Traditional performance appraisal systems focus on what has been achieved – ‘management by objectives’ approach, measuring performance with ‘hard’ data. But the hard data is the simple stuff. Understanding the ‘soft’ indicators, eg retention, organisational health, customer satisfaction and quality of leadership is overwhelmingly more insightful and powerful.
An appraisal of the chief executive should encompass both the hard and soft elements. That allows directors to review what has been achieved and cannot be changed, as well as providing the opportunity for pre-empting problems where the soft elements are early indicators, enabling directors and the chief executive to take corrective action.
There are certain base requirements for an effective appraisal. The board should have an up-to-date and relevant position description. It should have performance agreement in place for the chief executive which clearly sets out what is to be measured and how it will be appraised.
The board should have agreement with the chief executive on the use of 360-degree feedback, on customer satisfaction evaluation and on staff satisfaction, all of which, together with measures such as growth and profit targets, market share etc, are clearly aligned with the organisation’s strategic aspirations.
Agreeing on framework and approach allows directors and the chief executive to understand what is being measured, how and why. Doing this effectively allows both parties to engage in the performance ‘discussion’ objectively and preserves the dignity of each party and the respect between them. The anxiety and concerns about the appraisal process can be mitigated if not totally removed.
Jean-Francois Manzoni, associate professor of management at INSEAD global business school, has identified three significant behavioural phenomena to be aware of. The first is what he calls binary framing, which relates to the often unconscious approach of trying to gain control of situation and to win, which means the other party must lose.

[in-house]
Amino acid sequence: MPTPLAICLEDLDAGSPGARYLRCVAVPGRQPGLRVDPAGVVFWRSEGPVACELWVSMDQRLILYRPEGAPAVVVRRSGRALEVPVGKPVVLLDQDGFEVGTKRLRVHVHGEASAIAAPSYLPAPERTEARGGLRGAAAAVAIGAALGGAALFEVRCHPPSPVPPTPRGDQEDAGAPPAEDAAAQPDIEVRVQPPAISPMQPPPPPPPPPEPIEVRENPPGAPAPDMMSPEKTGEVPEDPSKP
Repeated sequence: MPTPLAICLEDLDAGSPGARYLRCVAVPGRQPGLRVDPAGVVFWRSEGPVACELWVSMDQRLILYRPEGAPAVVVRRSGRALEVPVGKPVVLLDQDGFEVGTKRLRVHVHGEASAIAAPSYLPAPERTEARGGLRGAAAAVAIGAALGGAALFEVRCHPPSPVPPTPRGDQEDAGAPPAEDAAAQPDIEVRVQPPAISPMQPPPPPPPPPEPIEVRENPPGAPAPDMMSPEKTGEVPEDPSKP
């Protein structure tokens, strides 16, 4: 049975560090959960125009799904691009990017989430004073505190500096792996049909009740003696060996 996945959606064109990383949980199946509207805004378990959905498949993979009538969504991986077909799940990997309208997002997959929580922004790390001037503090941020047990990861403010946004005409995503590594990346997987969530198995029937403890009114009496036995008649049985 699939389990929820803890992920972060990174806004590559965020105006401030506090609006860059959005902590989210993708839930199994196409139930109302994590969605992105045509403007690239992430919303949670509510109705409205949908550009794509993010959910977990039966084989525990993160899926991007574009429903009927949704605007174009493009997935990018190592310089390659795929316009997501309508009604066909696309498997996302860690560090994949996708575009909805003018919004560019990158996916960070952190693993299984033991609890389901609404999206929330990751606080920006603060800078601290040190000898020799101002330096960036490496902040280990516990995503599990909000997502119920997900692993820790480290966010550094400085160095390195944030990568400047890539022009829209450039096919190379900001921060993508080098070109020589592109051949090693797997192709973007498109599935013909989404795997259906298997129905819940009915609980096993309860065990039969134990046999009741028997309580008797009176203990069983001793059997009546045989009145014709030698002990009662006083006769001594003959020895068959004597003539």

Second is the false consensus effect: we have tendency to assume that other reasonable people will see situation as we see it. When we are reasonable and competent people, why should others see things differently?
The third is called the fundamental attribution error. This is where we link the issue under discussion directly to the chief executive’s disposition and capabilities and underestimate or ignore the impact of the conditions under which he/she is operating.
To overcome these potential barriers to an effective performance appraisal discussion, the research identifies three simple conditions that significantly enhance the acceptance of feedback:
•The person offering the feedback is reliable and has “good intentions”.
•The feedback development process is seen to be fair; the board has collected all relevant information and has allowed the chief executive to clarify and explain his/her view, considers the chief executive’s opinions and applies consistent standards when delivering criticism.
•Finally, the communication process is fair and the chief executive has the sense that she/he has been listened to with some care, despite disagreements.
In essence, there is little in the professional performance appraisal process that is ground breaking. The rationale for measuring or appraising performance has not changed over time, and is unlikely to. It is about improving performance in the future.
Performance appraisal should follow on directly from strategic intent and business planning. It should measure what has been achieved, and how, and the data needed for this process needs to be agreed.
Adopting this approach can contribute to the board and the chief executive discussing performance in constructive and improvement-focused manner.

• By Chris Gilchrist, partner with human capital consulting firm, Sheffield.